Home insurance risk information kept from homeowners

Victorian report calls for full disclosure.
 
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01.New report calls on the insurance industry to reveal risk data

Home insurance risk data is not being shared with homeowners

Victoria’s Fire Services Levy Monitor, Professor Allan Fels, has released a report that calls on the insurance industry to reveal to consumers the risk information it relies on to set premiums. 

An earlier CHOICE investigation into the same issue found that homeowners whose premiums had doubled or even tripled in recent years were not being informed about the related risks or how they had been determined. 

Homeowners are still left in the dark, the report confirms. 

“Informed consumers would bring about a more level playing field in insurance,” Professor Fels said. He told the ABC that insurance quotes can vary as much as 60% for the same property.

Insurance companies told us during our investigation that they refuse to share risk information for commercial in confidence reasons. 

The report calls on insurance companies to: 

  • Explain premium price changes when policies are up for renewal.
  • Provide more accessible information about what consumers are covered for and what they are not covered for.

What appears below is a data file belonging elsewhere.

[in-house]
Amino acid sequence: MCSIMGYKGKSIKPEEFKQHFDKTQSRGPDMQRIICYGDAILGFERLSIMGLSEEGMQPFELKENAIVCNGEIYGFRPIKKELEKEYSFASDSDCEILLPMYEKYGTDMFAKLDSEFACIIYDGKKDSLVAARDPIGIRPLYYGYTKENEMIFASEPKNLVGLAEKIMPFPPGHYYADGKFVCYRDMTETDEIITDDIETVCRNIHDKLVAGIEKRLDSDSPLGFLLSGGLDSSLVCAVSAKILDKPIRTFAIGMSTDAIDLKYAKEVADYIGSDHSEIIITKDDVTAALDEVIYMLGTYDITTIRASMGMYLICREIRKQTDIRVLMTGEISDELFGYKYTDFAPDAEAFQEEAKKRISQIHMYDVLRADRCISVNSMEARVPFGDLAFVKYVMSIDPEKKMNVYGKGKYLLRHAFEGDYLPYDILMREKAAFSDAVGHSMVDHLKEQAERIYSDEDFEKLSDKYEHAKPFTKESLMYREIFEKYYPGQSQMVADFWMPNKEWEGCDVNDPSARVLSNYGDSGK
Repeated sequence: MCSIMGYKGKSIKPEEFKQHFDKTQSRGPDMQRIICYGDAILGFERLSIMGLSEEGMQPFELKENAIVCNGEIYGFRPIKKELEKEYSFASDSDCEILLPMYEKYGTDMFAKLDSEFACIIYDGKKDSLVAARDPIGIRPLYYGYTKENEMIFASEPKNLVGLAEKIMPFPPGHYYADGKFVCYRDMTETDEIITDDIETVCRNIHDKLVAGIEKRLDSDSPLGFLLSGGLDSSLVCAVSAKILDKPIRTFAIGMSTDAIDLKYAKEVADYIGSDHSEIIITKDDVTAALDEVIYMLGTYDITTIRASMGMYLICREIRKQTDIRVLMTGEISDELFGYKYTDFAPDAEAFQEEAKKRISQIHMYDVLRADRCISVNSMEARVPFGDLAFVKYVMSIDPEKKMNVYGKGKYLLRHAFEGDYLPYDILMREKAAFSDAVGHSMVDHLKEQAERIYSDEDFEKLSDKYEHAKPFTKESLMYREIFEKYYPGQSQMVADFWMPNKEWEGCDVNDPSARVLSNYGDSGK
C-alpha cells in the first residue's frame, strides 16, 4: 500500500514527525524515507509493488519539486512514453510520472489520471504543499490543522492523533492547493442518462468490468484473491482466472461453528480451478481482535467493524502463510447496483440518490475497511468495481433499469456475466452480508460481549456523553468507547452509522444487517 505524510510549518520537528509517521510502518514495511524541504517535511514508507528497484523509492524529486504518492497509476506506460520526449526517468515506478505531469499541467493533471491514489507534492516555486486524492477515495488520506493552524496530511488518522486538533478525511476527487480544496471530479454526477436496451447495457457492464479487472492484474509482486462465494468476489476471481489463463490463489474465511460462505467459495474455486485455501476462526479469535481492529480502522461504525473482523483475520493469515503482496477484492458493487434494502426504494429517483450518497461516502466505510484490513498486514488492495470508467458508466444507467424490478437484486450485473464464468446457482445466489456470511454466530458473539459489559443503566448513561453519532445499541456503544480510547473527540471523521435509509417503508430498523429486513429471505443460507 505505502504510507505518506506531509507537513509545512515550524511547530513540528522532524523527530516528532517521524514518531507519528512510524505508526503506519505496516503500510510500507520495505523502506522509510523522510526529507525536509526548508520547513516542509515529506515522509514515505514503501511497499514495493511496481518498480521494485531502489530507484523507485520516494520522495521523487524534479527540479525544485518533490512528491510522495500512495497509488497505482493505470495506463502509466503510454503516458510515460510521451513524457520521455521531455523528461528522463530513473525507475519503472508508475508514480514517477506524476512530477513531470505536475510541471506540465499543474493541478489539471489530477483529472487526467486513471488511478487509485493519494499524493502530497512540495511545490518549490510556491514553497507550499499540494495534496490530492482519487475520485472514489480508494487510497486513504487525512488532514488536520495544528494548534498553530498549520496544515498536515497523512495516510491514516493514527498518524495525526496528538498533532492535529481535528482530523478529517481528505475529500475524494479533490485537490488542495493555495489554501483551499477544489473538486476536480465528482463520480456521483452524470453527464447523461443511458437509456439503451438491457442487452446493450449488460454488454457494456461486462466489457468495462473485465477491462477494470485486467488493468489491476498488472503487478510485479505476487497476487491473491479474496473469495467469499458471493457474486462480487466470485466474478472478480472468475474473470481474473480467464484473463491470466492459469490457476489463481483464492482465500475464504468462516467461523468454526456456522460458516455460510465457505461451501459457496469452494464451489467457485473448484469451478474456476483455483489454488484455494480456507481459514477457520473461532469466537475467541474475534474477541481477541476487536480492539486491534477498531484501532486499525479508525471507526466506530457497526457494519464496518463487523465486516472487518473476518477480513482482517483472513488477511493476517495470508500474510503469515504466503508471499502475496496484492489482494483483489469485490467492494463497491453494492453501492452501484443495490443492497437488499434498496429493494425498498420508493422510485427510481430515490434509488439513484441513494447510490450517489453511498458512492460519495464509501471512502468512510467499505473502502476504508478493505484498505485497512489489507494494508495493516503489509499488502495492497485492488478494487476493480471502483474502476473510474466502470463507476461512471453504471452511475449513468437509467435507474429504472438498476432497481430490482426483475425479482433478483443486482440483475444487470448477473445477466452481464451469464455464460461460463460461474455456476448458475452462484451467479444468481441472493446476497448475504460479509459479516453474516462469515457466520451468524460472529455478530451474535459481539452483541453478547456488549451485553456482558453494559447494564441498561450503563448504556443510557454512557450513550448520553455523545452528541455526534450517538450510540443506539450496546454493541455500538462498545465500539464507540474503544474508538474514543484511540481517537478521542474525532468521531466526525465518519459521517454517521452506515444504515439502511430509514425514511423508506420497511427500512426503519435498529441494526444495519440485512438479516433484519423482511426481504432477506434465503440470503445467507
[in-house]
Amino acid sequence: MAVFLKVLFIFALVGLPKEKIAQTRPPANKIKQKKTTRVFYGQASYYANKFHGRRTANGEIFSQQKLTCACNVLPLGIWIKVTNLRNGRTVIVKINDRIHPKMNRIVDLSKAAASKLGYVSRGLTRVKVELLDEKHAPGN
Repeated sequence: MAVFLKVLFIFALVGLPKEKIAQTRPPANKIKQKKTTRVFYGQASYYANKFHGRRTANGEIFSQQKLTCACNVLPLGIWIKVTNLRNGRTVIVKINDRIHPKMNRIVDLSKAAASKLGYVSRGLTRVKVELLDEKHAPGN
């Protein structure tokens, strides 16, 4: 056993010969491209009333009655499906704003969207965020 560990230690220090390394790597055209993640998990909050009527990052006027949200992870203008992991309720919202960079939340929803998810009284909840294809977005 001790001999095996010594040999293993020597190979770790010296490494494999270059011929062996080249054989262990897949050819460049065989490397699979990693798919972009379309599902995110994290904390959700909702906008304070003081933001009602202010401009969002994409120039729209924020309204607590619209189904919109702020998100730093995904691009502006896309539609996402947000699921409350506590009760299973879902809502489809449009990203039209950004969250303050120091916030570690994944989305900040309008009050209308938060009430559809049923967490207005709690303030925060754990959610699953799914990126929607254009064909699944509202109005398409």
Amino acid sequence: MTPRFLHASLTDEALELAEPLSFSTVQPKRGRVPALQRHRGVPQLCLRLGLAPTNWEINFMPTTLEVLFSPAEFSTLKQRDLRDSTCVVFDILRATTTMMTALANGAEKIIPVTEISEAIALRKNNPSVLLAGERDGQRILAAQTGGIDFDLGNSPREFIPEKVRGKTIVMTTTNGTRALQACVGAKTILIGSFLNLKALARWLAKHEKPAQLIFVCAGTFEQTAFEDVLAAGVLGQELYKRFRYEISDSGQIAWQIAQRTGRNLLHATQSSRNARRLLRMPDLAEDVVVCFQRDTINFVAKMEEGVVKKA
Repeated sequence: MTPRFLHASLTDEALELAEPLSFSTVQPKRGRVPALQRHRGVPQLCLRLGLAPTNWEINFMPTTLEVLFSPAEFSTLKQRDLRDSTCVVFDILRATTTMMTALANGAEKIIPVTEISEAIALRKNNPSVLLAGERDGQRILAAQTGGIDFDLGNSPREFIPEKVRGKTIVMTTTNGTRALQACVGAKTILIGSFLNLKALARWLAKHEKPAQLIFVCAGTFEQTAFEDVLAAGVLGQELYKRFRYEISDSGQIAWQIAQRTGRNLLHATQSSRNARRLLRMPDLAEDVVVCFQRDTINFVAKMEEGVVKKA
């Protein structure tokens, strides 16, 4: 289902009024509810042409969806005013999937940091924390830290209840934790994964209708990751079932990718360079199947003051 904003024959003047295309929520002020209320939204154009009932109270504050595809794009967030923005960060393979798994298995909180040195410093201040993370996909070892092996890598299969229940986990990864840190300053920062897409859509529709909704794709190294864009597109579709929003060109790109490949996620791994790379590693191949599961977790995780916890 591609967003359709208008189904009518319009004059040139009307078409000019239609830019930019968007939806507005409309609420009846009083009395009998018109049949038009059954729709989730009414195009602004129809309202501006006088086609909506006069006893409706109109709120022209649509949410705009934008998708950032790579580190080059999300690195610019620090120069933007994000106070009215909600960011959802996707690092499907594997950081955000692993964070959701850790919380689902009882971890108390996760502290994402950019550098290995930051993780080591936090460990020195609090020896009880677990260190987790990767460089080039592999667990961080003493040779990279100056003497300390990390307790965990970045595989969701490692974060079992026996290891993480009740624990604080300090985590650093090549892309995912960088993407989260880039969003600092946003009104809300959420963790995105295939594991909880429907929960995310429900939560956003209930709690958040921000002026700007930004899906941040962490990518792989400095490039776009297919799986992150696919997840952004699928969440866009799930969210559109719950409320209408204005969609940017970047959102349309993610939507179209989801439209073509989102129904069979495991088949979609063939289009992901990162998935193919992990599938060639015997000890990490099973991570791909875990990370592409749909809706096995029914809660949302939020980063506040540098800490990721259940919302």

• Explain how insurance companies assess an individual’s risks including bushfire, flood and burglary and explain whether those risks are low, medium, high, or very high.
  • Clearly identify any government charges such stamp as duty, GST, or a fire services levy and detail  the costs separately to the basic premium cost. 
  • Explain what additional charges might be incurred as a result of choosing to pay insurance in instalments. 

Last month CHOICE partnered with the Climate Institute in the release of a report that also calls for better access to risk information for homeowners and homebuyers. Climate Institute CEO John Connor said an average home insurance premium “could rise by 92% over the life of a standard 30-year mortgage” as climate change continues to trigger extreme weather events.

The Levy Monitor research was conducted in the wake of complaints about questionable pricing tactics by insurance companies after the Victoria fire services levy was changed from an insurance-based to a property-based system in July 2013. 

 
 
 

 

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